Bryan Wachs is a serial entrepreneur who has been involved in different ventures and consulting across the globe, both successful and not so much. He co-founded MySalesButler.com, a Flat Fee internet sales and marketing task company based in Grand Junction. Bryan is passionate about helping grow the entrepreneurial community on the Western Slope, and gives back by helping small businesses with Open Office Hours, serving as the Entrepreneur in Residence at Colorado Mesa University Maverick Innovation Center, and co-founding WestSlopeStartupWeek.com in partnership with TechStars. Startup Colorado recently sent him to The Wright in Golden; a trip that inspired this thoughtful and inspiring blog.
You cannot go to startup and entrepreneurial events and not see hope. It hits you in the face in the most fun, giddy way. People taking a leap of faith that their idea, the problem they see a solution to, or simply providing a new service that is better than what’s out there are types of hopesters you meet at these events. Hope is the foundation of the dream that drives us to create new businesses.
The heart and soul of entrepreneurship is innovation. Innovation is the process of delivering a product or service in a way that is more efficient or friendly and differentiates itself from the playing field. Sometimes it differentiates to the point of being a disruptive innovation, but that is rare. Unicorns in business—billion dollar companies—are rare for a reason. Most innovation happens incrementally and therefore becomes more accessible to the founders to execute on. Hence, when we talk about innovation, we must remember the seeds that need to be planted to create a healthy startup. The ecosystem where we plant these seeds are key to their survival and ongoing growth. Healthy seeds in a healthy environment have the best chance of growing to fruition.
Starting and running a successful company is a hard thing to do. Create the product, market it, close sales, do the bookkeeping, make payroll and rent, manage inventory and people, and manage and pay taxes. Initially, these crazy, opportunistic hopesters have few, if any, of these skills and acquire them as they go along. They typically dive in with abandon, knowing all too well that the odds are against them. They do it because failure is part of the process.The only true failure is not trying.
Beginning with a hypothesis carried out to its true conclusion and then testing the next hypothesis is the process of entrepreneurship. Test, measure, analyze, repeat. The non-stop nature of trying to create “newness” is exhausting and yet completely necessary. Hopesters vigorously embrace this challenge. This iterative process needs to be supported and nurtured if society itself is to prosper. Allowing the feedback loop of testing to obtain positive or negative results is a positive in itself.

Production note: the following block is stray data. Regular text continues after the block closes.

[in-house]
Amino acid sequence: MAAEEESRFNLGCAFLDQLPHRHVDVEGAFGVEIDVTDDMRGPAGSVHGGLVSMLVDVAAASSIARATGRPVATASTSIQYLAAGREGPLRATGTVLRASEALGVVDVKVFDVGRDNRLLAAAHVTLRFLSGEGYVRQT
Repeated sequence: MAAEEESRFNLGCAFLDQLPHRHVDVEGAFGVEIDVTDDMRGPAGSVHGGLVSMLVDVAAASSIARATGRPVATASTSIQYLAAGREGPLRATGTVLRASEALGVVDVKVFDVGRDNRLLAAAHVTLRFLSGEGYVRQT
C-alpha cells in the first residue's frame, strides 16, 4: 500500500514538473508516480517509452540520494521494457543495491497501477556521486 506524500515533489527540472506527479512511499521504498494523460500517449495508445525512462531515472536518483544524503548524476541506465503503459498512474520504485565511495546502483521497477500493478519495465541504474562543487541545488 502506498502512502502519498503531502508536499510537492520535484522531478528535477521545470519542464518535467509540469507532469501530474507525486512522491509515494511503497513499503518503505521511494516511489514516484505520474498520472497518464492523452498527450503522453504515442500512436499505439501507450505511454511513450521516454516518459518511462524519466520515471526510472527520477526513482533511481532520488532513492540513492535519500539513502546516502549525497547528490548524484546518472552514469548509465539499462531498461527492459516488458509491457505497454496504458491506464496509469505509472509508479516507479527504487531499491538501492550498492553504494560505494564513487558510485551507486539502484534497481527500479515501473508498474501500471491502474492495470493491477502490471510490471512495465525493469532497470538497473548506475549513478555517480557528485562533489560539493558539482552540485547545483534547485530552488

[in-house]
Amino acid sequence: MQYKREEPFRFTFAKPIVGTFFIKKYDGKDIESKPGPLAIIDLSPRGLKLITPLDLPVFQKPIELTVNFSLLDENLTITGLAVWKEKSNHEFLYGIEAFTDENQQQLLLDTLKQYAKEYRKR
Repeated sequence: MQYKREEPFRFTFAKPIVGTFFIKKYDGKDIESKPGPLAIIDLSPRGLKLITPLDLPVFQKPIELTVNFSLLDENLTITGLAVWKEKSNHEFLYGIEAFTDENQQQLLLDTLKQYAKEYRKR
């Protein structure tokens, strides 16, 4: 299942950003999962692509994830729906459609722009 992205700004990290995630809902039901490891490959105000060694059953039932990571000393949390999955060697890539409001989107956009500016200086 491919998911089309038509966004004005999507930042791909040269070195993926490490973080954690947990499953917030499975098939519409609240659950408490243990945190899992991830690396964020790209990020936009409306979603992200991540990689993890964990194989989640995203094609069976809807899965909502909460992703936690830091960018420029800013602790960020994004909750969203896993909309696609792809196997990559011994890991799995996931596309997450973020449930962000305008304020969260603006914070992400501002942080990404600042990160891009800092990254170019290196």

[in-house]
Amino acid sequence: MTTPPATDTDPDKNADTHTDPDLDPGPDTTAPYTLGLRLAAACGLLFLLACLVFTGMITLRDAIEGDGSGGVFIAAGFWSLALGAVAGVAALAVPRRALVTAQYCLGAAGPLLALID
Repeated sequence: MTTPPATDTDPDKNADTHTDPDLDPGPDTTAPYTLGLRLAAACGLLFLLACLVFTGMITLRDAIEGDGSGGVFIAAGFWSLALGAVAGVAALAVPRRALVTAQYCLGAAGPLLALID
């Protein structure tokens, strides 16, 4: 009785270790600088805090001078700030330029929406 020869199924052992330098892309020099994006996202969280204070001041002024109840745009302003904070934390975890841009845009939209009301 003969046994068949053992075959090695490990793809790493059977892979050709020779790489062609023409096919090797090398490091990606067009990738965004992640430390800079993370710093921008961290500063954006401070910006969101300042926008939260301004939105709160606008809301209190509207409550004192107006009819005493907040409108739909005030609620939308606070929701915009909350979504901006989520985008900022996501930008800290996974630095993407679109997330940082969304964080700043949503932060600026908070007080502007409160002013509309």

We must support entrepreneurial efforts. It drives our economy to the tune of two out of every three new jobs. Creating the environment for these businesses to flourish should be a first priority for the country as a whole. Cities are slowing down in growth and people are migrating to places where life is more simple and sane. Rural areas—where job growth languishes—need to pivot toward emerging technologies and the companies that utilize them. The internet makes this possible as the connection to the infrastructure of knowledge creates a level playing field. As the baby boomers retire enmasse, the employment landscape has changed dramatically. Employers are fighting over candidates as they try to fill a skills gap that college enrollment has yet to address.
Our version of democratic capitalism is the least worst system on the planet. Does it need to change? Of course it does. Wealth disparity, access to capital—especially for women and minorities—health coverage, infrastructure and public transportation needs, and education all need our attention. The more we look at our society and planet the more work we need to do. It will never stop. But at least we have the ability to follow our dreams and start companies in an environment that is generally positive. Events like The Wright, (a summit and award program showcasing the industry and culture of the outdoors), celebrates this crazy, untamed human spirit to create and build for its own sake and for the sake of others. Events like The Wright inspires us to dream bigger, to take chances, and to try to make those hopes a reality.
Every chance I get, I try to help the dreamers, the doers, the starters. It’s hard and they need all the support they can get. I’ve been there multiple times myself and wish I could have gotten more support. The ecosystem is growing and healthy and we must continue to embrace startups, even when we think they are our competitors. In reality, they are not; they are our neighbors. As their dreams come true, the road of hope will be paved for others. So immerse yourself in the fray, get help, ask questions, and try to make good on your hope. There are already many supports in place. We can thank the hopesters for that. Celebrate the hopesters!